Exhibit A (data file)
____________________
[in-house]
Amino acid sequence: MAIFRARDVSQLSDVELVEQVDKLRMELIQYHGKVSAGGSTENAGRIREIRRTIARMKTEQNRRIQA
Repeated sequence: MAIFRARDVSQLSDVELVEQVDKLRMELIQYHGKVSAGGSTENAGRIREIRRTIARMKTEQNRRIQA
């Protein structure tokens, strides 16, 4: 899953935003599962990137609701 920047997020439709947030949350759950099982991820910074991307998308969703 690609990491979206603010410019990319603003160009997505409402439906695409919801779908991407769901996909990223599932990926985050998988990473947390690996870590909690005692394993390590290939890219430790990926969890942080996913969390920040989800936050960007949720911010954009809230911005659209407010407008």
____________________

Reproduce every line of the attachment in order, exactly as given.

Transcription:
[in-house]
Amino acid sequence: MAIFRARDVSQLSDVELVEQVDKLRMELIQYHGKVSAGGSTENAGRIREIRRTIARMKTEQNRRIQA
Repeated sequence: MAIFRARDVSQLSDVELVEQVDKLRMELIQYHGKVSAGGSTENAGRIREIRRTIARMKTEQNRRIQA
């Protein structure tokens, strides 16, 4: 899953935003599962990137609701 920047997020439709947030949350759950099982991820910074991307998308969703 690609990491979206603010410019990319603003160009997505409402439906695409919801779908991407769901996909990223599932990926985050998988990473947390690996870590909690005692394993390590290939890219430790990926969890942080996913969390920040989800936050960007949720911010954009809230911005659209407010407008």